Anthem also highlighted their recently-launched Concierge Cancer Care program. The program delivers 24/7 personalized guidance and support as well as remote monitoring technology. Today, 900,000 members have access to the program.
Anthem has deployed Artificial Intelligence (AI) to improve the member experience. The company reported that it redirected a remarkable 5 million member calls to on-demand resources to streamline the delivery of information they requested. Their AI-based care finder is live and delivers predictive tools to help guide members to the right care at the right time.
Finally, they introduced a new digital nutrition assistant powered by AI. Anthem plans to add the assistant to the company’s app, called Sydney. The new digital nutrition assistant will be able to automatically recognize food and log meals in real-time. Anthem hopes to leverage the app to help members meet nutritional goals. The full roll-out of the app should occur in 2021.
Takeaway: Anthem spent a significant portion of their introduction focusing on the member improvements they’ve made in 2020. For good reason — in a competitive environment, the insurer needs to stand out among its peers. If you’re an insurer and you’re not investing in machine learning tools, intelligent member routing tools, or even AI-based health and nutrition assistants, you’re likely falling behind the curve in a more member-centric health insurance environment.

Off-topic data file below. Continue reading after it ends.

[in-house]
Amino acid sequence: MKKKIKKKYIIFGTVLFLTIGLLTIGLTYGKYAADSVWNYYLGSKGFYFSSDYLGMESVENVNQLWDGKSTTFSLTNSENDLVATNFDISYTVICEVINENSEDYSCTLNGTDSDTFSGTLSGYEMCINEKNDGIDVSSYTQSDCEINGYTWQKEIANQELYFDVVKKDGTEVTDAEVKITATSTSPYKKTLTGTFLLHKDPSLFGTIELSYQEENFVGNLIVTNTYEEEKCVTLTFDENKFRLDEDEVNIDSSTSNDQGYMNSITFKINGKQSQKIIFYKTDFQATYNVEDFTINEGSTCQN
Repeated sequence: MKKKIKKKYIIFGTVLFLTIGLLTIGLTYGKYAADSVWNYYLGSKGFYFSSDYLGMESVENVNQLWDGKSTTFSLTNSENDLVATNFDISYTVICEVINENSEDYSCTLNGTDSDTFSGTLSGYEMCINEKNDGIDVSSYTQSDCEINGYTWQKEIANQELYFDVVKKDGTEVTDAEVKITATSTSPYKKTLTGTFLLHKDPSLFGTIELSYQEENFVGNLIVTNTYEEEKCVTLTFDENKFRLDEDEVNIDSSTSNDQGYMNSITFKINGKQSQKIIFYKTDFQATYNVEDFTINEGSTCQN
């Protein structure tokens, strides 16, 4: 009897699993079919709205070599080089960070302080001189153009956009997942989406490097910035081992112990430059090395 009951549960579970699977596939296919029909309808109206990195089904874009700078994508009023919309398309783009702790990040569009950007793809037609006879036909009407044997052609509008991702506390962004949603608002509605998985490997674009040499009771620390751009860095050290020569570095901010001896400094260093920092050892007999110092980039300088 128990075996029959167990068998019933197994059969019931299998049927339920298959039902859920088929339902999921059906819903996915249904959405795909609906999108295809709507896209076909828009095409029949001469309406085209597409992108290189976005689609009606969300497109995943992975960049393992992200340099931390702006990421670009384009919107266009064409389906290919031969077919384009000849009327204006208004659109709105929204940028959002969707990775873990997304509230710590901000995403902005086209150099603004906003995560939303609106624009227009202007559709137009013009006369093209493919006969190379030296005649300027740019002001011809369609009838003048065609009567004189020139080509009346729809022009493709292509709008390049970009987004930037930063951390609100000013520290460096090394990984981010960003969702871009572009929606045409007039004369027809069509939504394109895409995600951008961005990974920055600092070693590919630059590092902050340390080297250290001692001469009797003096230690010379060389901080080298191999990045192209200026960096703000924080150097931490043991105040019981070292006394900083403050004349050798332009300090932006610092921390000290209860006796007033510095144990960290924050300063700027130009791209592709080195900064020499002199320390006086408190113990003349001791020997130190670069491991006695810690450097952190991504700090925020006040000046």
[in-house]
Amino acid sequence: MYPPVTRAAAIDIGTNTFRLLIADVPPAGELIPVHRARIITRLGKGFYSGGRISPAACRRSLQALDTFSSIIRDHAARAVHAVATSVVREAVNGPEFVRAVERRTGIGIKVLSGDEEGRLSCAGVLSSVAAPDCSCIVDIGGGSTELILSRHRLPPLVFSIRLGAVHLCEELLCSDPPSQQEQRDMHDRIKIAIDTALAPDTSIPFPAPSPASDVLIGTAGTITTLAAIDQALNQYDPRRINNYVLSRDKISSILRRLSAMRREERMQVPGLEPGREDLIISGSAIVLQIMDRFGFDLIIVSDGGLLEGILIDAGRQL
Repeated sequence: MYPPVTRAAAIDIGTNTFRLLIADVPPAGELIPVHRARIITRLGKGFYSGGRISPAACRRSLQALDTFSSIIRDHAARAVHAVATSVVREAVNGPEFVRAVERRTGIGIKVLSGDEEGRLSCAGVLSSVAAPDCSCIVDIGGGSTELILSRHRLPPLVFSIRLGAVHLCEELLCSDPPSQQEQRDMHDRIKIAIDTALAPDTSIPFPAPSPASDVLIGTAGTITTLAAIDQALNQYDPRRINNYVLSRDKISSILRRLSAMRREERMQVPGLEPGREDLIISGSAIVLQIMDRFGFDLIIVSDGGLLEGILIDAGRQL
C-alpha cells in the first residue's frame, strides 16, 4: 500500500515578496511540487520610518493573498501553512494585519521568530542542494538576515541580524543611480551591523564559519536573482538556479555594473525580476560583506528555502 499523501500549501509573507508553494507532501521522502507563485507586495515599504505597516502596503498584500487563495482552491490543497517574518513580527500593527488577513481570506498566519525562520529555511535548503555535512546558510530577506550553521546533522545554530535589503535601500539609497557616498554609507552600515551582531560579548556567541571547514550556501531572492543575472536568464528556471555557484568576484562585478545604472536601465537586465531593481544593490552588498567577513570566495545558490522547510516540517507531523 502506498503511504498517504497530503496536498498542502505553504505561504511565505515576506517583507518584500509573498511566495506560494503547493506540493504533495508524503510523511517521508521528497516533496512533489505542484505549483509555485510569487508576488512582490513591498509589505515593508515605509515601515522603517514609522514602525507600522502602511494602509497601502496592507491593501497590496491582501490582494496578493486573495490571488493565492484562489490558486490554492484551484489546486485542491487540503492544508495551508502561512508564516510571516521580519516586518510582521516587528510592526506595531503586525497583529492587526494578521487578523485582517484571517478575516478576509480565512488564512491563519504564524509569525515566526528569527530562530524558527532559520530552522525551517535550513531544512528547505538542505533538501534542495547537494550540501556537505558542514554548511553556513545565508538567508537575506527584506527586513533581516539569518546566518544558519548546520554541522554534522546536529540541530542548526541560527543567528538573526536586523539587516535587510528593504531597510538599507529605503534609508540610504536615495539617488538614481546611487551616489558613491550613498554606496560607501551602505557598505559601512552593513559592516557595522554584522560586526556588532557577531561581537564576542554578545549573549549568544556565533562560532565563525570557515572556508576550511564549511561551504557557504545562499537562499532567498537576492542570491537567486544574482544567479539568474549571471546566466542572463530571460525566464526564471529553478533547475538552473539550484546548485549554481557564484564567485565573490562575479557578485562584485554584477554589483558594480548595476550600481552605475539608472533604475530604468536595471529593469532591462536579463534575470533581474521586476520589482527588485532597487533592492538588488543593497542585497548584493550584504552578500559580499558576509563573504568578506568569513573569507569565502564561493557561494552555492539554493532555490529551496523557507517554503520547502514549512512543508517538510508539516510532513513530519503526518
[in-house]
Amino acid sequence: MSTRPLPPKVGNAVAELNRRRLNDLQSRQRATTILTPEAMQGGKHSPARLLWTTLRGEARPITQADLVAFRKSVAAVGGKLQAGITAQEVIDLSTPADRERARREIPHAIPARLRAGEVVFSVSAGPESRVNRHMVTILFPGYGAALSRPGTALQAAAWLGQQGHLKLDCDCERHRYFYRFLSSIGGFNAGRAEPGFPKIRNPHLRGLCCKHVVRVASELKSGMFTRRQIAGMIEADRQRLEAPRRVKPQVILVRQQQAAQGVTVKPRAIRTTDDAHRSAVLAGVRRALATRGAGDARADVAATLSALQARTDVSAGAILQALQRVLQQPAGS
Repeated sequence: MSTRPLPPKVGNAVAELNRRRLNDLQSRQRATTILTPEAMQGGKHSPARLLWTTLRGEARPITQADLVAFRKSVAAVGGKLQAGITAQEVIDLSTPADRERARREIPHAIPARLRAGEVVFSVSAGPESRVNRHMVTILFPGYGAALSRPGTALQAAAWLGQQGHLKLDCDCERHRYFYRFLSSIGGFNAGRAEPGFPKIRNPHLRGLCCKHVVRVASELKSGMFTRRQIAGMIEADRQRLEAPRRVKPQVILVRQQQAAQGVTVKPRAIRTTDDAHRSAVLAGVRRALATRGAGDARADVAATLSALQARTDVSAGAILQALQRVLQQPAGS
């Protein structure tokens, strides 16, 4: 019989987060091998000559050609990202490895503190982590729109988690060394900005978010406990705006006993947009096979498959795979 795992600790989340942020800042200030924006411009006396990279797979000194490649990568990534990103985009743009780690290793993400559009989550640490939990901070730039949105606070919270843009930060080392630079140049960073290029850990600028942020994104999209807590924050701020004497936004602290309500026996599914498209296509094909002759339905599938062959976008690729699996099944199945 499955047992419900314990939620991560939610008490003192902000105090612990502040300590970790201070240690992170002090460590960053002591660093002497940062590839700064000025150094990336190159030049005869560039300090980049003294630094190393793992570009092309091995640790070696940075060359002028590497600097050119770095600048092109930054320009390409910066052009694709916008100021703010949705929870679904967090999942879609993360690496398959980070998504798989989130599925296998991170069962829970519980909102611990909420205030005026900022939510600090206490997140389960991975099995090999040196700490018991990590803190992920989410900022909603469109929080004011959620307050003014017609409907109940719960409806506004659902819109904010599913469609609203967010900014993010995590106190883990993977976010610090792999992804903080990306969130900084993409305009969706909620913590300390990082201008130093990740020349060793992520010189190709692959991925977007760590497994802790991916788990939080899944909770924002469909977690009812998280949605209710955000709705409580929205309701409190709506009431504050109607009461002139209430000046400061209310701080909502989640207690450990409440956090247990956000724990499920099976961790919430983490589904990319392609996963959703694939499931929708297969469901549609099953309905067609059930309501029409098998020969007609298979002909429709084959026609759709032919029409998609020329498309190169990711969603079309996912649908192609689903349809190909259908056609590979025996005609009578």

Competition in the Individual Market Remains Strong
Why are insurers investing in becoming more member-centric? A lot of it has to do with the growing competition in the individual market. One analyst specifically asked Anthem to discuss how they’re thinking about competition because he heard it was increasing.